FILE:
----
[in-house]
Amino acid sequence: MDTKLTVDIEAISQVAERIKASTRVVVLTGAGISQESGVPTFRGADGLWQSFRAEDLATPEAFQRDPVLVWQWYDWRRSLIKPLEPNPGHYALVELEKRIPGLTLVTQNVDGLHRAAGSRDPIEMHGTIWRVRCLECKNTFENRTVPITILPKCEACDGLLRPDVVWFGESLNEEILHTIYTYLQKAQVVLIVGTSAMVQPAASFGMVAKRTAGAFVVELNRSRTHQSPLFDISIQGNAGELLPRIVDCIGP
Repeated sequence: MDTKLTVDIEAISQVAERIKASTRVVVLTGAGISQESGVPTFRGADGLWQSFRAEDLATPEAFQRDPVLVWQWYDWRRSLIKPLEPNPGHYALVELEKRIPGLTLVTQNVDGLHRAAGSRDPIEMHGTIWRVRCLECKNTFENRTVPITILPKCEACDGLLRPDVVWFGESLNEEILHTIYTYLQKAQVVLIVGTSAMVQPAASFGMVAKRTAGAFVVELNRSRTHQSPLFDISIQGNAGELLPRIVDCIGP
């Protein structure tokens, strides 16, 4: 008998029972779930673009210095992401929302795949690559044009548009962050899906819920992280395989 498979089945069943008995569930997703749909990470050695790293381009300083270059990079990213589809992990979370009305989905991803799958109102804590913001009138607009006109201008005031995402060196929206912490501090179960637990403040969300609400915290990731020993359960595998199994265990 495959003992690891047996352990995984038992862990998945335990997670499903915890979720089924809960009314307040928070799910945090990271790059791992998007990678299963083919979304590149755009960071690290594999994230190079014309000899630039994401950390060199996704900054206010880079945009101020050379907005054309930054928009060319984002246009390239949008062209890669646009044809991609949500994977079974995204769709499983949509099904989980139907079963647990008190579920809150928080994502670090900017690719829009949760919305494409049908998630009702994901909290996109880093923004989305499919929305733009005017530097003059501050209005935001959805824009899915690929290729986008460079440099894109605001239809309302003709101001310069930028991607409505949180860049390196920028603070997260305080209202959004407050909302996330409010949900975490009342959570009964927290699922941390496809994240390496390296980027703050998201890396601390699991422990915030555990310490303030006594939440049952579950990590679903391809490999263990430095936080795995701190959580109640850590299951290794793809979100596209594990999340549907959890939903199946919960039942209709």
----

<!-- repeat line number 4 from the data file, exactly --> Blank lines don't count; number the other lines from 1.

């Protein structure tokens, strides 16, 4: 008998029972779930673009210095992401929302795949690559044009548009962050899906819920992280395989 498979089945069943008995569930997703749909990470050695790293381009300083270059990079990213589809992990979370009305989905991803799958109102804590913001009138607009006109201008005031995402060196929206912490501090179960637990403040969300609400915290990731020993359960595998199994265990 495959003992690891047996352990995984038992862990998945335990997670499903915890979720089924809960009314307040928070799910945090990271790059791992998007990678299963083919979304590149755009960071690290594999994230190079014309000899630039994401950390060199996704900054206010880079945009101020050379907005054309930054928009060319984002246009390239949008062209890669646009044809991609949500994977079974995204769709499983949509099904989980139907079963647990008190579920809150928080994502670090900017690719829009949760919305494409049908998630009702994901909290996109880093923004989305499919929305733009005017530097003059501050209005935001959805824009899915690929290729986008460079440099894109605001239809309302003709101001310069930028991607409505949180860049390196920028603070997260305080209202959004407050909302996330409010949900975490009342959570009964927290699922941390496809994240390496390296980027703050998201890396601390699991422990915030555990310490303030006594939440049952579950990590679903391809490999263990430095936080795995701190959580109640850590299951290794793809979100596209594990999340549907959890939903199946919960039942209709």